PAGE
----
Wellcome Sanger Institute

The ANOSPP Project

The ANOSPP Project aims to inform and improve vector control by improving understanding of the diversity of mosquito species that transmit human malaria. We will do this by studying the DNA of 500,000 Anopheles mosquitoes primarily from locations across Africa.

Aims of the ANOSPP Project

The primary aim of the ANOSPP project is to improve our understanding of Anopheles species diversity, population structure, and malaria transmission across Africa. We will achieve this in collaboration with partners working in malaria endemic countries.  500,000  Anopheles mosquitoes collected from 100 locations across Africa over the next five years will undergo targeted sequencing with the ANOSPP amplicon panel. The sequencing data that results from each individual mosquito reveals its species, population structure, and whether Plasmodium parasites are present – key information for vector control endeavours.

While our Project’s focus is on African species, an important secondary goal is to complete a “reference index” for the entire Anopheles genus – this complete index is fundamental to the utility of ANOSPP. This requires mosquitoes or DNA extracts from at least 10 expertly identified individuals for every Anopheles species on the planet. For any expertly identified sample contributing to the reference index, we will also sequence COI and/or ITS2. All data are returned to partners and made openly available.

A key feature of this project is that we prefer to carry out the sequencing on DNA that has been non-destructively extracted so that our research partners may return to the specimen for further morphological examination when unexpected results arise. We are able to run the panel on whole mosquitoes, head/thoraxes, or even single legs if required.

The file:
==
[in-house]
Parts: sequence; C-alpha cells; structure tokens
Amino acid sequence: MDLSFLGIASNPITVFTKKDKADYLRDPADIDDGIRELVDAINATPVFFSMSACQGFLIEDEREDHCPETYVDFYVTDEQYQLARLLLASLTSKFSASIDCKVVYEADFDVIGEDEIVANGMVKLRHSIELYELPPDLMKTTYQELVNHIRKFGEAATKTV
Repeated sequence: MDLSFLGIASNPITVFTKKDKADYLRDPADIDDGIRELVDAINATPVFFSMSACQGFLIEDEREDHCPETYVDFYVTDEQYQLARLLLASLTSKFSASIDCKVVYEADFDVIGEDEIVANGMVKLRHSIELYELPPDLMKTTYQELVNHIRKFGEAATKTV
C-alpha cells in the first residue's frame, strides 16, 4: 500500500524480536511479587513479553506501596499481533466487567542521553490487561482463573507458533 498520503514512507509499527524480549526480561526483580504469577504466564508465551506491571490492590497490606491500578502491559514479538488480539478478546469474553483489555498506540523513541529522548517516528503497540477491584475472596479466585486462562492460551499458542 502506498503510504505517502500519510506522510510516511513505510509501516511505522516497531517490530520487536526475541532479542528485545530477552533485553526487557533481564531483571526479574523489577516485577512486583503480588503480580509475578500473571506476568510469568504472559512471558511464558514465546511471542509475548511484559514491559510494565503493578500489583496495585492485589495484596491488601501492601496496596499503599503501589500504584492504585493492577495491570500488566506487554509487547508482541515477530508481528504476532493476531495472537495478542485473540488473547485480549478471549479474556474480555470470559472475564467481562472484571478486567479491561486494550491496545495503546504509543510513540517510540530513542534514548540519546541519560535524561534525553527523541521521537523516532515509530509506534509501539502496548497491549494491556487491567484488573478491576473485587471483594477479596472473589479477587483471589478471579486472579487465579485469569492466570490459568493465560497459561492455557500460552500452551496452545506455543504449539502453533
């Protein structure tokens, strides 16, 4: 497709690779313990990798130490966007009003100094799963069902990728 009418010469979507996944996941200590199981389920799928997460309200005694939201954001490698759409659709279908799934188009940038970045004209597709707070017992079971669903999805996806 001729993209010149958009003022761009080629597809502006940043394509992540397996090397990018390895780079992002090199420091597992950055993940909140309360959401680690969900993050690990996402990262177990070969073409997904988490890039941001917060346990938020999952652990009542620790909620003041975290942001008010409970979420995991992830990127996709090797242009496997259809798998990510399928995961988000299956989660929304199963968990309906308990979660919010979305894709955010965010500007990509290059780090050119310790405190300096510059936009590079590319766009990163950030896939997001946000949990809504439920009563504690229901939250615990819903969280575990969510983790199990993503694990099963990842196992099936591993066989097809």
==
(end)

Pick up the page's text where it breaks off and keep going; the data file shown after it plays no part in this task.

About the ANOSPP Panel

The ANOSPP panel is a multilocus amplicon sequencing panel that targets:

  • 62 phylogenetically informative loci (each approx. 160bp long) in a generic Anopheles genome
  • 2 conserved loci in a generic Plasmodium mitochondrion.

The panel uses a highly multiplexed two-step PCR that first amplifies target sequences and then adds unique barcodes, making it possible to pool amplicons from hundreds of mosquitoes into a single Illumina MiSeq sequencing run (Makunin et al. 2022).

Sequences are de-multiplexed using these barcodes and analysed using k-mer approaches to assign a species identity for each individual (Boddé et al. 2022).

We run population genetic analyses with the resulting mosquito data and we identify Plasmodium presence and species for any mosquitoes determined to be carrying parasites.

The ANOSPP Workflow

Using our cheap, high-throughput, non-destructive DNA extraction workflow, where mosquito morphology can be studied after sequencing-based identification, we examine a very small aliquot of this DNA with a simple and fast targeted sequencing panel that works on any species from the Anopheles genus. Our workflow massively reduces the effort, time, and cost of carrying out confident species identification.

Once DNA is sequenced with this panel, the resulting data reveal:

  1. the species identity
  2. geographic population structure within species
  3. if Plasmodium parasites are present in the mosquito
  4. the species of Plasmodium carried by positive mosquitoes

Therefore, the tool is like a Swiss army knife:

  • multifunctional
  • cheap
  • easy to use

Benefits of using the ANOSPP panel

The ANOSPP panel has a number of important benefits for malaria researchers:

  • ANOSPP is more accurate and informative than any other species identification technique and can be used on any Anopheles sample (adult, larva, eDNA sample from breeding water, etc.).